I really can’t recommend it highly enough. ADHDers will enjoy comparing themselves with it. Families of ADHDers will see ADHD explained in an easy to understand way. Those completely out of the ADHD orbit will just have to settle for a rip-roaring emotional roller-coaster of a play. I pity them.


For more details of the authors/performers and future dates (a tour is being planned) contact Art With Heart or click on this link to their Facebook page


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Why You Need Emotional Intelligence To Succeed

whyyouneedemotionalintelligenceAn article by Travis Bradberry.

click on this link

LGFs comment

I was quite happy with my medication because it kept me on track where I usually veered. I changed to another because it promised better emotional intelligence…and it worked*.

There was a trade off because I lost some functionality but the thicker skin I acquired was much more important – much reduced sensitivity to the daily battering of stupidity, and there’s a whole world of that.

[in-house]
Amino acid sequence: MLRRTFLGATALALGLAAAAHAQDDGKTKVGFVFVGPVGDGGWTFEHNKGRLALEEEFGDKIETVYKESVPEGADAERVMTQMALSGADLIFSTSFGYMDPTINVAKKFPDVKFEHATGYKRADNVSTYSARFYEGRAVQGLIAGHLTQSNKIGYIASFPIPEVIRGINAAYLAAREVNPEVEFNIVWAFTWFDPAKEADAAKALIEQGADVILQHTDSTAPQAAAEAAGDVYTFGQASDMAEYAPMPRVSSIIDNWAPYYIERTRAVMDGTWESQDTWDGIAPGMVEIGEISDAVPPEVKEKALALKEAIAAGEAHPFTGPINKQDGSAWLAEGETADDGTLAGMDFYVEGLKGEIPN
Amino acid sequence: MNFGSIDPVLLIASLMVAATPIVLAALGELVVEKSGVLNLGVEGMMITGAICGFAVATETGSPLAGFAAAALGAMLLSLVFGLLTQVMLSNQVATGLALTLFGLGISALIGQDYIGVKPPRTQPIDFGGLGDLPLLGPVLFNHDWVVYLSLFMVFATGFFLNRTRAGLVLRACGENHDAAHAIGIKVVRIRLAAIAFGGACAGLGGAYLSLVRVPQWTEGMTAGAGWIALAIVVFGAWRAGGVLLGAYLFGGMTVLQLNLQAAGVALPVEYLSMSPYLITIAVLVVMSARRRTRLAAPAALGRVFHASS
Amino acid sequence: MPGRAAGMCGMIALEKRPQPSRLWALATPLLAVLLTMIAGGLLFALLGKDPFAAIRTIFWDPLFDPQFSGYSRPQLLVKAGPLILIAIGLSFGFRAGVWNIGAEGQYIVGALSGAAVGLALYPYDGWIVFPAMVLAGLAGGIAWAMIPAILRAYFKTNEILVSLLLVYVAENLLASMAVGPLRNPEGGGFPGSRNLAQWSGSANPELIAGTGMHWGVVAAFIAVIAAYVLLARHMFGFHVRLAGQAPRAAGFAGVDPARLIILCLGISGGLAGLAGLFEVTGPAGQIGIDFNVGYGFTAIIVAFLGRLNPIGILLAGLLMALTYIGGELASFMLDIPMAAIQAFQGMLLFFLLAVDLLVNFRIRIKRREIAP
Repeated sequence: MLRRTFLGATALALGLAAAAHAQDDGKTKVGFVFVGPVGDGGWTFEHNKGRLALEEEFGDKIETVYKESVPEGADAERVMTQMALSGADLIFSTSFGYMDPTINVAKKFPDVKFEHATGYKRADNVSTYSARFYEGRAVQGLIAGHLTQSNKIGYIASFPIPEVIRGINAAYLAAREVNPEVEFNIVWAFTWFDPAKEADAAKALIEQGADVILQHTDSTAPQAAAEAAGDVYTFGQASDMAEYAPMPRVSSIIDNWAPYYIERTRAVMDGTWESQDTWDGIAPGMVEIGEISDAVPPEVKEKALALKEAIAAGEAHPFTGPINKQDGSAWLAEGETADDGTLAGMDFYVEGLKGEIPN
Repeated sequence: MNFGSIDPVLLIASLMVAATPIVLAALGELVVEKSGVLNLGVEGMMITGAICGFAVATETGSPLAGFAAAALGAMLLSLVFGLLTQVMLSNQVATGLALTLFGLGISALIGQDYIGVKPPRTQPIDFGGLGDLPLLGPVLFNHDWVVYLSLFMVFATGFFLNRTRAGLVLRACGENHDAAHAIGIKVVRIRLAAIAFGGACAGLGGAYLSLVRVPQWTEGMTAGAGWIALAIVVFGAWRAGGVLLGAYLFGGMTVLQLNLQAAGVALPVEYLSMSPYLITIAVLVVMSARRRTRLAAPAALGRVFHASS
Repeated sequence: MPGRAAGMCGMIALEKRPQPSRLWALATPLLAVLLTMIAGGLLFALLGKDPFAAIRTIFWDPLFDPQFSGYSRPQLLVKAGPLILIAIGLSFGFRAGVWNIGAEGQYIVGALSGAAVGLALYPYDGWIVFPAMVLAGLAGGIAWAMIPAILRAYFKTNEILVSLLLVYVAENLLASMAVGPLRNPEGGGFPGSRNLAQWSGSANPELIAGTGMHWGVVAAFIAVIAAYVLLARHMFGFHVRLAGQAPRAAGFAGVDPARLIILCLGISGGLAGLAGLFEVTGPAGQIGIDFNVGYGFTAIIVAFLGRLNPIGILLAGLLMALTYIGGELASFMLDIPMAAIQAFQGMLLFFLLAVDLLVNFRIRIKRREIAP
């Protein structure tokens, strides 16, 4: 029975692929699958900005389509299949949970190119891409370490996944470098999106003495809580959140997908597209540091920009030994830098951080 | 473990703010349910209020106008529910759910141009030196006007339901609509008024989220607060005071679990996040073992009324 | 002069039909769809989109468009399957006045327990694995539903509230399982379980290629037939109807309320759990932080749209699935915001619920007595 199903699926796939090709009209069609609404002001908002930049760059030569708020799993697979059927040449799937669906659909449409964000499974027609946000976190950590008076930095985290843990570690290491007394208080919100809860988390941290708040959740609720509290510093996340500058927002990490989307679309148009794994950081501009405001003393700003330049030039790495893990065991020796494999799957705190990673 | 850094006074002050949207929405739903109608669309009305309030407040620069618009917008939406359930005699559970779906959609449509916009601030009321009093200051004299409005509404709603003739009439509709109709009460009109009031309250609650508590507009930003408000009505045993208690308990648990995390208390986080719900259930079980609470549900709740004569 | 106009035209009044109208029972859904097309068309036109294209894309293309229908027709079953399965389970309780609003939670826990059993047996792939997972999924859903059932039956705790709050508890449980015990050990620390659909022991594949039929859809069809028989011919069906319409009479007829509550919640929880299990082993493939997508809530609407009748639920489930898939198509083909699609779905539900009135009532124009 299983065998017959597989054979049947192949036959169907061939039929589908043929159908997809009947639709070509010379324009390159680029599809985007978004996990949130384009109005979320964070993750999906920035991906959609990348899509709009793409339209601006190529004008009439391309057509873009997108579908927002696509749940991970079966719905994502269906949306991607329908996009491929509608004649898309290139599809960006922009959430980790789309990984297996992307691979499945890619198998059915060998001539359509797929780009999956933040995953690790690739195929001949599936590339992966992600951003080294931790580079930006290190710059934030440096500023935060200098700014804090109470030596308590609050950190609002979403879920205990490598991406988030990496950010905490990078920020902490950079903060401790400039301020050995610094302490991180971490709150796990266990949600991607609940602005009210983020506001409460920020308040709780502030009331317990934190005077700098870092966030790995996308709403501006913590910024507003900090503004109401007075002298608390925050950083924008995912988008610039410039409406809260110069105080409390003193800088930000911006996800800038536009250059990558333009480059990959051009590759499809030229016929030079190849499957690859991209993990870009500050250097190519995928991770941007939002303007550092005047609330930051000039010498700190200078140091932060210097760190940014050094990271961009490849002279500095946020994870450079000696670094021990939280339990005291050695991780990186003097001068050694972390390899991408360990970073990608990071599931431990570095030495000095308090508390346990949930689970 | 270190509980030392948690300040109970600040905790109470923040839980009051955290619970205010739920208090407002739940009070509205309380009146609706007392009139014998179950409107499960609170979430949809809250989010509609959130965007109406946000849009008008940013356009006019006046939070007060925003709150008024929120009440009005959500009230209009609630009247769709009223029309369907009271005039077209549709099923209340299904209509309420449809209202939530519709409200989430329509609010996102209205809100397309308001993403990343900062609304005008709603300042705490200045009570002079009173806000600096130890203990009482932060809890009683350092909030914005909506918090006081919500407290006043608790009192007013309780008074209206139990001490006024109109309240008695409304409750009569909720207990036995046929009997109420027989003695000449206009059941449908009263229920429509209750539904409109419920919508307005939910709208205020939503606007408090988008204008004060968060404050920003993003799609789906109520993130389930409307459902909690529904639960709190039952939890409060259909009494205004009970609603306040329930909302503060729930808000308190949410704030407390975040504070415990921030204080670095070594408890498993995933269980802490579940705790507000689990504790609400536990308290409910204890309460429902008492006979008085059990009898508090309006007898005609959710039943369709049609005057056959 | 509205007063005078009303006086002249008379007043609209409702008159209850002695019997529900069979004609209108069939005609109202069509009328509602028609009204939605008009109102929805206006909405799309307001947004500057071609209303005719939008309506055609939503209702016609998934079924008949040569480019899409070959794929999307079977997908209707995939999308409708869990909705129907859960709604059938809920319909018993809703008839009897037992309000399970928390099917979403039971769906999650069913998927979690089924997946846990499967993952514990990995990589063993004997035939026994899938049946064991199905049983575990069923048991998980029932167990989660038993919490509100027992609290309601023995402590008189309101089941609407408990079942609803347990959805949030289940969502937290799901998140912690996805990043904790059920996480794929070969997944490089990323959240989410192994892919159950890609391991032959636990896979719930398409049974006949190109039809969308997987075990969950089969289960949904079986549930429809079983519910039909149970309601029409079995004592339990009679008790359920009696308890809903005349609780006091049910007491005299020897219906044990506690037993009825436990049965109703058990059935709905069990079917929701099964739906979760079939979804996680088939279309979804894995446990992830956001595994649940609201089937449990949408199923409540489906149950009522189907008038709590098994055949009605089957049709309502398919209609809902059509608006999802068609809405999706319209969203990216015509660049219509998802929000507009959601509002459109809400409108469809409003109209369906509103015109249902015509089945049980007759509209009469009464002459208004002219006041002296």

*I’m better than I was, not cured.

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The Emotional Distress of Living With ADHD

You Are Here

It’s a blog; always worth seeing how everyone else does it.

click this link


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Memory System May Overcome Diverse Disorders

Interesting article in Scientific American


Follow this link to the article

Link to Scientific American

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Here’s 20 things you should know about people with ADHD:

somebodyIt’s a completely unrelated picture, but what’s a link sitting on it’s own on a page? Boring!

clink this link to article

Thanks to our new friends at ADHDmadeEasy for the link – you can subscribe to their output. I have.



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Due to the paucity of real comment, compared with the utter flood of spam, there will be no further comments allowed on articles.